nate at wired.com
Thu Feb 21 23:05:33 UTC 2002
On Thu, Feb 21, 2002 at 02:27:48PM -0800, Nate Campi wrote:
> Backbone routers should/would/will not route RFC1918 IPs so if you don't
> have any local IPs like that, a server should never see them, and not
> need to resolve them.
Len pointed out that the actual backbone routers are too close to
capacity to apply ACLs to the packets.
My local router jockey tells me that:
"Most ACL's need to be done at the distibution layer or edge devices.
This is because the backbone equipment of today like the Cisco 12000
and stuff is so close to wire speed that in nearly falls over when you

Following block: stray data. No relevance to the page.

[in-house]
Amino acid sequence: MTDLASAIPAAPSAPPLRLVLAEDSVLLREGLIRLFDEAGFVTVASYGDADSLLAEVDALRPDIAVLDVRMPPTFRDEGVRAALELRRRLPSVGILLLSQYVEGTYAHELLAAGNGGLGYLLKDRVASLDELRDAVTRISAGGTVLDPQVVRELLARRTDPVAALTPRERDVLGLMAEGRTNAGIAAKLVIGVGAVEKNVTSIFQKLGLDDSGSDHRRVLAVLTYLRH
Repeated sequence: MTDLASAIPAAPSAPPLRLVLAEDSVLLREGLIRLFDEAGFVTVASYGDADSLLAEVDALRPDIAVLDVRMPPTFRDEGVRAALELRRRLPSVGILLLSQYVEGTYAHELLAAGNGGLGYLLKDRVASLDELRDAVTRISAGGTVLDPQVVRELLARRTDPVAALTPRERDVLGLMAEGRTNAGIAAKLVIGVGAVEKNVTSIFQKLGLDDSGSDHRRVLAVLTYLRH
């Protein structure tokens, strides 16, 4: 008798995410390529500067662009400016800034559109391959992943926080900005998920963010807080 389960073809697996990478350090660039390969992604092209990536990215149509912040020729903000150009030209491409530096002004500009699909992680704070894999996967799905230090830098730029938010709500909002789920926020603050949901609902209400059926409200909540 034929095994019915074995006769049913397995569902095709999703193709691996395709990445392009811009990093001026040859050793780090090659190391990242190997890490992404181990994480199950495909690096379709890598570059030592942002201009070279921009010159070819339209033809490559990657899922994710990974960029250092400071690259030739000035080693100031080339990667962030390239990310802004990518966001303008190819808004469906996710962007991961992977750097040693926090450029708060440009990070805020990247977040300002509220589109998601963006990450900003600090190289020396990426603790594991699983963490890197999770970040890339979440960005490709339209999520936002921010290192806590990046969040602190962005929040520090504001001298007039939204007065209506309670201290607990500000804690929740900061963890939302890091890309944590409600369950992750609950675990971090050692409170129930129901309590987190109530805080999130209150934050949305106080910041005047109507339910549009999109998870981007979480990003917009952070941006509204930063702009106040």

introduce an ACL because every packet then has to go through the CPU.
Blocking 1918 addresses is easily done with route filters as well,
instead of acls. This could be done at the backbone in the BGP config."
My original statement that public servers should not see RFC1918 IPs
still applies, the question is simple where/how/when the
filtering/blocking of said IPs is done.
Nate Campi Job: hostmaster at lycos.com and root at wired.com
"ASCII stupid question, get a stupid ANSI !"
More information about the bind-users